"It is an overstatement to say that Wilders is responsible for Muslims feeling unwelcome in the Netherlands."He thinks the mood was set on September 11, 2001:
"Muslims have been living under a magnifying glass ever since. It doesn't matter how well integrated they are, it will be never be enough. The Netherlands has become a lot less attractive for Muslims."
"If you look at the future, at the ageing population, at the increasing urbanisation, it is clear that we are going to need the people who are now in school. If you chase them away, we will be left with only the less-educated immigrants."Harchaoui believes the discomfort doesn't come from Wilders alone, but increasingly from the other, mainstream parties:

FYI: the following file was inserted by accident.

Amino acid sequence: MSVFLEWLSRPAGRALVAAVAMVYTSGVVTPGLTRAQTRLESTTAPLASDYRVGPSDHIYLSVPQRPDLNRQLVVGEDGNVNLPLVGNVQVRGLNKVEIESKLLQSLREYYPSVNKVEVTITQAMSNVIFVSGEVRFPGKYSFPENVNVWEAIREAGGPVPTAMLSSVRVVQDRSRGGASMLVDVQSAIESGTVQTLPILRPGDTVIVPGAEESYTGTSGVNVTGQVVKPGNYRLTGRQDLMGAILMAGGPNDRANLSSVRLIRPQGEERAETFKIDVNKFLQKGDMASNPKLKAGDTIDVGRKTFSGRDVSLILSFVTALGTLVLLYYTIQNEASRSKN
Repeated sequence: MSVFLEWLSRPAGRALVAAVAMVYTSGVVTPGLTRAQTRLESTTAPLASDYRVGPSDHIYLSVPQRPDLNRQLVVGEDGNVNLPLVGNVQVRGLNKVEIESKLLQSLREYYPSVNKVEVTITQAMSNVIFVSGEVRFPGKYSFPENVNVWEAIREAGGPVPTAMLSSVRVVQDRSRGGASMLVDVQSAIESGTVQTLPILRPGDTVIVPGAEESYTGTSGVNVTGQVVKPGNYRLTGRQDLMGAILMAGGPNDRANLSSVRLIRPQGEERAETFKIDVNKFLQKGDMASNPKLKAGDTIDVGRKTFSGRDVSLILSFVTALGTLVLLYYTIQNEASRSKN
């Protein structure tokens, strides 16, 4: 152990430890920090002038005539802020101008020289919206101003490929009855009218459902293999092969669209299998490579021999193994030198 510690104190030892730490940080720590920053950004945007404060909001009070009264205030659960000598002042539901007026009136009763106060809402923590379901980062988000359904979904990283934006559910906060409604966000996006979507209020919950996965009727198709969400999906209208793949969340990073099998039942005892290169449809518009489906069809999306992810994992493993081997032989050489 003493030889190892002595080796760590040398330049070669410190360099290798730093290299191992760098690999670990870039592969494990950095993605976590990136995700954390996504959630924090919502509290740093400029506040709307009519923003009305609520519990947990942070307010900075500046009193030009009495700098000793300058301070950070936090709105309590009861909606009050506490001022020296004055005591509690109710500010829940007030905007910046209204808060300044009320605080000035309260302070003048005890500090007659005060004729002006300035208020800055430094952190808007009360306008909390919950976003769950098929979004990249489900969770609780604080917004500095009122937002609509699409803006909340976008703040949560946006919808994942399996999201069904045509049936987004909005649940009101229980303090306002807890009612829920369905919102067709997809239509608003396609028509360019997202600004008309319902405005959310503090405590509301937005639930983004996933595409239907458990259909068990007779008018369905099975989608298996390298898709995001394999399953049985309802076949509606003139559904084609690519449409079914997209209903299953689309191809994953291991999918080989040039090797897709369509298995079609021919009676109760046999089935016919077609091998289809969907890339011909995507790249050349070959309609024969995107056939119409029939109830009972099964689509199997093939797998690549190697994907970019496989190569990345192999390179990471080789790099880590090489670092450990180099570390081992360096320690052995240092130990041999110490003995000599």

"If the other parties stood up for Muslims, we would have whole a different atmosphere in the Netherlands now."Umar Mirza, currently studying 'System Engineering, Policy Analysis and Management' at Technical University Delft, & 'People and Society' at Erasmus University of Rotterdam,He's the founder and head of editing board of Wijblijvenhier.nl (we stay here, a Dutch Muslim blog):
"I don't feel represented in Dutch politics. The other politicians are too shy. If it's okay for Wilders to talk like he does, well then the others should do the same." Gounou: "Occasionally someone will stick his neck out, but it is not convincing enough. Wilders can get a lot more radical still; it's time to take up the challenge."